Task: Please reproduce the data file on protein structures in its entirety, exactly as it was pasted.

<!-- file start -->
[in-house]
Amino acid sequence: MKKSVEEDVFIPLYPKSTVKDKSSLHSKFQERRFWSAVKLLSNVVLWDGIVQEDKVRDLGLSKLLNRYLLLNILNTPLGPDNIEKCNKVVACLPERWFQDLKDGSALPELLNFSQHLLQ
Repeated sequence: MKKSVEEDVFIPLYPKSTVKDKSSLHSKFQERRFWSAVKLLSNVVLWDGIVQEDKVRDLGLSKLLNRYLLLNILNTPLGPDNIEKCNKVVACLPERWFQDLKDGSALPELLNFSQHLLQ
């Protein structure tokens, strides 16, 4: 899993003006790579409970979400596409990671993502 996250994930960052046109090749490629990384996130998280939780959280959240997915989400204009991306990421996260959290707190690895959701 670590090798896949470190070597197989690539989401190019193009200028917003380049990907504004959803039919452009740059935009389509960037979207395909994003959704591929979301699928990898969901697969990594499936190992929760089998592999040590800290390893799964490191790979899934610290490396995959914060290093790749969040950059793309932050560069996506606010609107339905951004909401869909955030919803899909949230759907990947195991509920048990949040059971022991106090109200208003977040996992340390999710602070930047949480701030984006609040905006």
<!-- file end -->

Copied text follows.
[in-house]
Amino acid sequence: MKKSVEEDVFIPLYPKSTVKDKSSLHSKFQERRFWSAVKLLSNVVLWDGIVQEDKVRDLGLSKLLNRYLLLNILNTPLGPDNIEKCNKVVACLPERWFQDLKDGSALPELLNFSQHLLQ
Repeated sequence: MKKSVEEDVFIPLYPKSTVKDKSSLHSKFQERRFWSAVKLLSNVVLWDGIVQEDKVRDLGLSKLLNRYLLLNILNTPLGPDNIEKCNKVVACLPERWFQDLKDGSALPELLNFSQHLLQ
């Protein structure tokens, strides 16, 4: 899993003006790579409970979400596409990671993502 996250994930960052046109090749490629990384996130998280939780959280959240997915989400204009991306990421996260959290707190690895959701 670590090798896949470190070597197989690539989401190019193009200028917003380049990907504004959803039919452009740059935009389509960037979207395909994003959704591929979301699928990898969901697969990594499936190992929760089998592999040590800290390893799964490191790979899934610290490396995959914060290093790749969040950059793309932050560069996506606010609107339905951004909401869909955030919803899909949230759907990947195991509920048990949040059971022991106090109200208003977040996992340390999710602070930047949480701030984006609040905006």